Cover based it may be, but the combat is solid. This is much more than your standard chest-high wall affair. If you’ve scouted out the area beforehand, the profiler provides a sort of augmented reality view of your surroundings. If an enemy is behind thin cover, you can shoot right through it. You can even line up head-shots from the safety of your own cover, then pop out to deal an instant one-shot kill. Environmental elements can be exploited by hacking them – you could raise a set of shutters to attract an enemy’s attention, then blow up a nearby power junction to kill them unseen. The feeling of power and control you get when you move around the battlefield like a ghost, manipulating your enemies into traps and diverting their attention, is one of Watch Dogs’ best features.
By now, you should be noticing that a lot of what is excellent about Watch Dogs is very closely linked to the complaints I had above. Combat can be terrible or great. Stealth is the same. I hesitate to even mention how awesome it is riding around Chicago on a motorcycle (performing actions strangely reminiscent of another scene from The Matrix Trilogy) because it almost goes without saying. The biggest issue I have with Watch Dogs isn’t any specific problem, but the fact that the good and the bad are so closely linked. It’s like walking on the edge of a knife.
And that’s where the sausages come in. To get to all of the delicious bacon underneath, you have to make your way through the sausages. It’s a sort of Schrödinger’s Cat scenario, where you’re not quite sure what the next mouthful will taste like. It could be a good sausage or a bland one, or possibly the dreaded white pud.
Take the plot for example. At its best, it’s engaging and compelling. I want to know what’s happening next; want to progress to the next mission. Most of the time, however, it’s just a device to keep the game moving and I’m happy to come along for the ride. But when it’s bad? Without going into spoiler territory, let’s just say that I had a hard time feeling any empathy, fear or sadness at any point during the storyline. There’s also at least one very blatant deus ex machina moment that had me scratching my head – it was like I’d missed an entire section of the story.
The thing is that this is entirely possible. One of the greatest strengths of Watch Dogs is that there is so much to do. Mini games and side missions are everywhere. You can go on “digital trips” where you become a robot spider and demolish Chicago. You can play poker or chess, take down criminal convoys and much more. But what modern Ubisoft game would be without a ton of collectables? Those warbled voices I mentioned earlier are often speaking about extra plot information on their cassette-quality recordings. You can learn a lot more than the main plot divulges by taking the time to hunt all of these down, potentially offering a much deeper insight into the storyline. I hope, perhaps in a second playthrough, to get all of these and learn all there is to know about the game.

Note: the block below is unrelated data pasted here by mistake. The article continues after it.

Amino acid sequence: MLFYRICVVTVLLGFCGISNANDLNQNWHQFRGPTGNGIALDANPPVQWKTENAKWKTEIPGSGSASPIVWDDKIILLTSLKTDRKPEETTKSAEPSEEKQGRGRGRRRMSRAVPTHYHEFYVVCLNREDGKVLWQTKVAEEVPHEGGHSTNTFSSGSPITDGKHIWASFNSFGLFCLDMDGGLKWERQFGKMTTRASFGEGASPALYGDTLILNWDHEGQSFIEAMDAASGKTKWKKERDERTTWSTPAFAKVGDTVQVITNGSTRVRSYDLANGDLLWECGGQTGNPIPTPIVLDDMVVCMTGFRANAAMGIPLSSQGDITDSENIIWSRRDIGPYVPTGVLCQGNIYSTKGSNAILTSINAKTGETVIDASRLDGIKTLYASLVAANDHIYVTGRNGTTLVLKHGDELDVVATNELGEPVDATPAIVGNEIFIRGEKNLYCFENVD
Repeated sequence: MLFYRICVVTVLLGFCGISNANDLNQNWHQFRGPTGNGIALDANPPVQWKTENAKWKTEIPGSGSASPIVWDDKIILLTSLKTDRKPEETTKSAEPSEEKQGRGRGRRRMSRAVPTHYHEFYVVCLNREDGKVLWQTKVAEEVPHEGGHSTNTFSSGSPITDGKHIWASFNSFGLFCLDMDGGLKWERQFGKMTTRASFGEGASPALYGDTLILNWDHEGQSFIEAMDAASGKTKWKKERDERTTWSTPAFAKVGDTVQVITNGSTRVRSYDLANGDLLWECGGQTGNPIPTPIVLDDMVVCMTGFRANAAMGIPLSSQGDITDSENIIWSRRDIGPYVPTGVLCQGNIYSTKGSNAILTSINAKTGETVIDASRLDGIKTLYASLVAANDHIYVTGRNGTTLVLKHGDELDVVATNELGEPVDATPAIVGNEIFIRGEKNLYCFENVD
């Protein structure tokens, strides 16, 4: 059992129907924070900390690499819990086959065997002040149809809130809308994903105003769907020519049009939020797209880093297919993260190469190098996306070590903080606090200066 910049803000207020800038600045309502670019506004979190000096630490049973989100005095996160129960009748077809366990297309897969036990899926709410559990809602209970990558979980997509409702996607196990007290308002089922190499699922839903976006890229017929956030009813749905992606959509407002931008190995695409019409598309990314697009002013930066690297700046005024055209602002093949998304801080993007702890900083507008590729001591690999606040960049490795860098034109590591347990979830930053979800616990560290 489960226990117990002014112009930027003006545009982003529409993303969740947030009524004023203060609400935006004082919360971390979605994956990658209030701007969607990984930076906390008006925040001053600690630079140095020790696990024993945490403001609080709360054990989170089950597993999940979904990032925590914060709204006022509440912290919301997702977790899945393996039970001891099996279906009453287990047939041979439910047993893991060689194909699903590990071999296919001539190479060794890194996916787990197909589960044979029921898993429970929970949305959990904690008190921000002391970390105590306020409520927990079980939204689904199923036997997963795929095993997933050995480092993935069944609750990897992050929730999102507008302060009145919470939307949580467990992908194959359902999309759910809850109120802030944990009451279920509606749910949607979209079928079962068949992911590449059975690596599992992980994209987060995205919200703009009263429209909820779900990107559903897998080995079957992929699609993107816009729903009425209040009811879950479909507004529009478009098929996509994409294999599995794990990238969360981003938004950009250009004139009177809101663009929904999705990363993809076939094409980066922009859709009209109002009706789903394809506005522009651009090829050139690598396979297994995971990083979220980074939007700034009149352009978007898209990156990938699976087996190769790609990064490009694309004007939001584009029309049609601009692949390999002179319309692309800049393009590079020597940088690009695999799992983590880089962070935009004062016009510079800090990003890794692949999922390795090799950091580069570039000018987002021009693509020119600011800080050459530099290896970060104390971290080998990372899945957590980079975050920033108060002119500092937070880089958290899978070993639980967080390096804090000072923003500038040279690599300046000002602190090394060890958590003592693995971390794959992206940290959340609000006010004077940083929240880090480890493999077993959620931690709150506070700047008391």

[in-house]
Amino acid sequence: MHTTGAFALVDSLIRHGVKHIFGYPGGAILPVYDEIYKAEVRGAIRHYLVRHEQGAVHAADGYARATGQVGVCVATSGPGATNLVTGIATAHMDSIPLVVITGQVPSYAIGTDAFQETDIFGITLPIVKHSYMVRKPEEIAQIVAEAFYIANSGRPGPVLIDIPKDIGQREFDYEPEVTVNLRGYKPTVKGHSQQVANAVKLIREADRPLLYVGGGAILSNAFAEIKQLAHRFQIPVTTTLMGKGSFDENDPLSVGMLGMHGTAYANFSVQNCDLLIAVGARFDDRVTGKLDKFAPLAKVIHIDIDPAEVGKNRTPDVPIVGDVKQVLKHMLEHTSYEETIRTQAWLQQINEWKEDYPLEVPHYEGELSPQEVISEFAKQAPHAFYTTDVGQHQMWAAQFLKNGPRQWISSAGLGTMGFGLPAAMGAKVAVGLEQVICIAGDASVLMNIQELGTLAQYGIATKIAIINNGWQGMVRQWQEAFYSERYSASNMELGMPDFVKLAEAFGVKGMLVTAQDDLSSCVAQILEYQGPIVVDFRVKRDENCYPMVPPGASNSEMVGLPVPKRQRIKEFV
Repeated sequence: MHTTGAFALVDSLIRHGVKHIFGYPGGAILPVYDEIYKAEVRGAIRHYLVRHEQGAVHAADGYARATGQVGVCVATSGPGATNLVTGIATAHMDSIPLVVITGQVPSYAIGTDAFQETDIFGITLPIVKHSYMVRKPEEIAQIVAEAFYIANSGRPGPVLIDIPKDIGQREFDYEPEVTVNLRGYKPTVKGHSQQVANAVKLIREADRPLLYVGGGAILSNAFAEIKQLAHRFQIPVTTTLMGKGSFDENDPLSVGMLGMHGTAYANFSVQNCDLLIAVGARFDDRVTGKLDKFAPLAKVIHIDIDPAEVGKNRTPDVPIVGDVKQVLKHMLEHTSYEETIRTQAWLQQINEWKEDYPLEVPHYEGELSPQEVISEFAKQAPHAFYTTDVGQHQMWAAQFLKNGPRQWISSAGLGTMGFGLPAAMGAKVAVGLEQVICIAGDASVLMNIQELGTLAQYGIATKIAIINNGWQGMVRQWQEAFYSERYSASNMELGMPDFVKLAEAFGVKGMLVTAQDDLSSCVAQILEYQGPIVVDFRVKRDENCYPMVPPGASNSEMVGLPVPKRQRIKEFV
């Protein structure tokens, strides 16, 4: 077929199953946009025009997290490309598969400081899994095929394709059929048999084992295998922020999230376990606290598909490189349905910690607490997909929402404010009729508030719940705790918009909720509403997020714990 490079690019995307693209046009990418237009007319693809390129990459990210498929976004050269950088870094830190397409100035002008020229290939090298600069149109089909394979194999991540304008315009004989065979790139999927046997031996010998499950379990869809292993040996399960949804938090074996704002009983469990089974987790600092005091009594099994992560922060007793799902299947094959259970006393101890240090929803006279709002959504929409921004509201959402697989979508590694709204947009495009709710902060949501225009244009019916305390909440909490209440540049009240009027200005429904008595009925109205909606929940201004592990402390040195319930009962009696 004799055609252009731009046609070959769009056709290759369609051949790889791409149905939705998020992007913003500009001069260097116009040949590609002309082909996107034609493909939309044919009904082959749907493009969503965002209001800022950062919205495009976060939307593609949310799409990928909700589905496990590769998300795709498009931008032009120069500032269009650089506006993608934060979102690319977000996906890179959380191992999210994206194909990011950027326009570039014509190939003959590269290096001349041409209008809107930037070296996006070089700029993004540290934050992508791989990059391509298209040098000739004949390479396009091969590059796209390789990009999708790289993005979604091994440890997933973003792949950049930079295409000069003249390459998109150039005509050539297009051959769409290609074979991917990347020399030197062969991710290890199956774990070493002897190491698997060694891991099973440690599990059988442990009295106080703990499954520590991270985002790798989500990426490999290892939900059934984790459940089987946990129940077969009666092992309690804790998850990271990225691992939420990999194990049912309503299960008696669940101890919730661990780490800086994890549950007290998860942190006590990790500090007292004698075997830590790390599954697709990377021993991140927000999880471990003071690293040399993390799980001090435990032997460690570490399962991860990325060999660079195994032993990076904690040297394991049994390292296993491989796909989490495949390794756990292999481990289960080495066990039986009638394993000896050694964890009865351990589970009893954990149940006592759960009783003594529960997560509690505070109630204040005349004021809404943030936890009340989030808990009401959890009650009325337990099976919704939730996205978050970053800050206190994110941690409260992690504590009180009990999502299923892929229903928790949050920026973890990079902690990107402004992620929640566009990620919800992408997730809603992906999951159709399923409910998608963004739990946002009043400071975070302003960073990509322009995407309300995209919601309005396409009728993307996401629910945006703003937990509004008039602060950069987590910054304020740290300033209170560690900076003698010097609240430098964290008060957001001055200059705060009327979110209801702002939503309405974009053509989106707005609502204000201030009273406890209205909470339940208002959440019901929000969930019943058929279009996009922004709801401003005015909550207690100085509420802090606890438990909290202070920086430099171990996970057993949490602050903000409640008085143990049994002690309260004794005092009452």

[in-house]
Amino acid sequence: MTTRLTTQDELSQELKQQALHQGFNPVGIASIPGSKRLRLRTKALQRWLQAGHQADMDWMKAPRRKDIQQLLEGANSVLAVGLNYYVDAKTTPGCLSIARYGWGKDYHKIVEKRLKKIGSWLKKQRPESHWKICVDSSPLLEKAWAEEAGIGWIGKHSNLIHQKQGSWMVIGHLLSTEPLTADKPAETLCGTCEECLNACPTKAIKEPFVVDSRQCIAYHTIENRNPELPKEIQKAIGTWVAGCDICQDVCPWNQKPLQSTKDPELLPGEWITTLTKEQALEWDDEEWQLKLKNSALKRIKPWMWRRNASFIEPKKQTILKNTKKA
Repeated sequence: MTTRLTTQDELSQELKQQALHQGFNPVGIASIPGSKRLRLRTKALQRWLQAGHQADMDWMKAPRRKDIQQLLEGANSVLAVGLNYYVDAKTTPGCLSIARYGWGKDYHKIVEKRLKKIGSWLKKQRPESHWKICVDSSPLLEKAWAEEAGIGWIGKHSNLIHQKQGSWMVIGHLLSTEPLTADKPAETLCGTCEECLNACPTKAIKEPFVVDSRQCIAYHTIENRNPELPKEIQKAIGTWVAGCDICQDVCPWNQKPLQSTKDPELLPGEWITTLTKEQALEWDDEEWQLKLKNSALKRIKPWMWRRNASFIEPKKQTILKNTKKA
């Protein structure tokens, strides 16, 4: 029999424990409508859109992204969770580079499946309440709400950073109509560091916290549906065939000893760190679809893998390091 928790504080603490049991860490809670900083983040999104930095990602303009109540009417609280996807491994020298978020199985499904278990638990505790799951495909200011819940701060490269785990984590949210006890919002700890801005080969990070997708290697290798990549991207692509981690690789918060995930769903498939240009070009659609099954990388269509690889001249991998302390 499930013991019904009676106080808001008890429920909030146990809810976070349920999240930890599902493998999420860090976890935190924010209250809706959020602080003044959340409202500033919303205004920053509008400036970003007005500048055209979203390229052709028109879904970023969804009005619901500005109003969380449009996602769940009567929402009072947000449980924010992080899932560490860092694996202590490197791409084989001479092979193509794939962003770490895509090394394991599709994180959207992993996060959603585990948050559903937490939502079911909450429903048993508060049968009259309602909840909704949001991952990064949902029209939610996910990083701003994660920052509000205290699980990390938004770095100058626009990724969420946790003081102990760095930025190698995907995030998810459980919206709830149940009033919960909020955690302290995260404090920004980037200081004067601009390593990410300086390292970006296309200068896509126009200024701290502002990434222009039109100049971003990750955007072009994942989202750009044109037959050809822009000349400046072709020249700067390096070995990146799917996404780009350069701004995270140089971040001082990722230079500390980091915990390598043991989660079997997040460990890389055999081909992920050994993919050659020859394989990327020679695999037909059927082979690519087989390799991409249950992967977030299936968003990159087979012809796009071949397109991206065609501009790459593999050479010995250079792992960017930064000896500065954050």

I didn’t have much experience with the multiplayer aspect of the game, bar a few instances where I was hacked by other players. Sometimes (rarely) before starting a mission, I would find that it was “locked”, since I was being hacked by another player. This meant that I would need to track down, identify and then kill the intruder. Invariably, the player gave themselves away, since people are very bad at imitating AI and stand out like a sore thumb. What was amusing was the way people dealt with it.
You see, the player who is hacking you must not harm you in any way. Their job is to avoid being killed in order to steal your data, which becomes useless should they be identified or should you be harmed. The first time I was hacked, I spotted the person right away, but chose not to “profile” them. This meant that they could still potentially “win” the mission, even though we both knew that there was no hiding. So I played around with him, not letting him maintain line of sight. Smashing into him with cars, but not hard enough to kill him. Eventually, he got pissed off and shot at me, instantly disconnecting him and declaring me the winner. Victory through decisively irregular means.
Another time, I technically “lost” because the invading player escaped, though this was probably because I couldn’t stop laughing. He drove past me, very slowly, then stopped. I profiled him immediately, which caused him to panic. He tore off and purposely drove into Lake Michigan, then swam in a zigzag pattern towards the horizon. Try as I might, I couldn’t keep myself from laughing long enough to get a solid shot with my sniper rifle and he escaped. It’s this sort of potential for improvisation and emergent gameplay that gives me high hopes for the rest of Watch Dogs’ multiplayer aspects, ranking it as a bloody decent sausage at worst and bacon at best.
So what’s the final verdict? Like I said at the beginning, this is not the game we were promised and it’s not the game we’d hoped for. But that’s just as much Ubisoft’s fault for over-promising as it is ours for letting our imagination get the better of us. Those trailers painted an unrealistic picture, but the core elements of the gameplay remain almost unaltered. We took the teaser to represent the bare minimum of Aiden Pearce’s arsenal, when it actually represented some of the highlights of the resulting game.
Is Watch Dogs a good game? Fuck yes, it’s a good game. I played it from start to finish, with nary a pause, in as short a time as I could manage without compromising my experience. I know that the game isn’t even nearly finished and that I have many more hours of enjoyment to derive from it. Watch Dogs is a game that everyone can enjoy and that everyone should play, but it’s nowhere near perfect. It’s not the “next-gen” title you’ve been waiting for. Its flaws will have you cursing and its highlights will see you punching the air and chuckling at how awesome you just were, but mostly, you’ll just have an acceptable, enjoyable time. Even if you’re occasionally left with a bad taste in your mouth, bacon and sausages are still awesome.
A twenty-something gamer from the North-East of Scotland. By day, I’m a Computer Technician at a local IT recycling charity, where I fix and build PCs. Outside of that, most of my time is spent either sleeping or gaming, which I try accomplish in equal amounts.